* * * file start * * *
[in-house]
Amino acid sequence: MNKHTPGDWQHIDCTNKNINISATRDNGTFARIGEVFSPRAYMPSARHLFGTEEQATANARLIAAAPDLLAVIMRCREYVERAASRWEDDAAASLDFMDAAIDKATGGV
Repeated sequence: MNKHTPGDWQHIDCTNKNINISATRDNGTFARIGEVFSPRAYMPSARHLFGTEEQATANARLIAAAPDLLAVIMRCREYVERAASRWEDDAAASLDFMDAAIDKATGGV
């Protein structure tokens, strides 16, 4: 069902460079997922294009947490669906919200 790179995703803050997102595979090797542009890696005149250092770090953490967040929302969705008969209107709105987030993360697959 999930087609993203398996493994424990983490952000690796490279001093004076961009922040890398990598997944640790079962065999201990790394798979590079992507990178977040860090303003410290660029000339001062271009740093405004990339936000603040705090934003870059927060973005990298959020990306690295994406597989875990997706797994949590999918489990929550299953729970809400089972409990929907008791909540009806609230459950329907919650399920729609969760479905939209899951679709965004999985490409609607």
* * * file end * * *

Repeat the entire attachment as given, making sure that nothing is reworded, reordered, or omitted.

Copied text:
[in-house]
Amino acid sequence: MNKHTPGDWQHIDCTNKNINISATRDNGTFARIGEVFSPRAYMPSARHLFGTEEQATANARLIAAAPDLLAVIMRCREYVERAASRWEDDAAASLDFMDAAIDKATGGV
Repeated sequence: MNKHTPGDWQHIDCTNKNINISATRDNGTFARIGEVFSPRAYMPSARHLFGTEEQATANARLIAAAPDLLAVIMRCREYVERAASRWEDDAAASLDFMDAAIDKATGGV
């Protein structure tokens, strides 16, 4: 069902460079997922294009947490669906919200 790179995703803050997102595979090797542009890696005149250092770090953490967040929302969705008969209107709105987030993360697959 999930087609993203398996493994424990983490952000690796490279001093004076961009922040890398990598997944640790079962065999201990790394798979590079992507990178977040860090303003410290660029000339001062271009740093405004990339936000603040705090934003870059927060973005990298959020990306690295994406597989875990997706797994949590999918489990929550299953729970809400089972409990929907008791909540009806609230459950329907919650399920729609969760479905939209899951679709965004999985490409609607």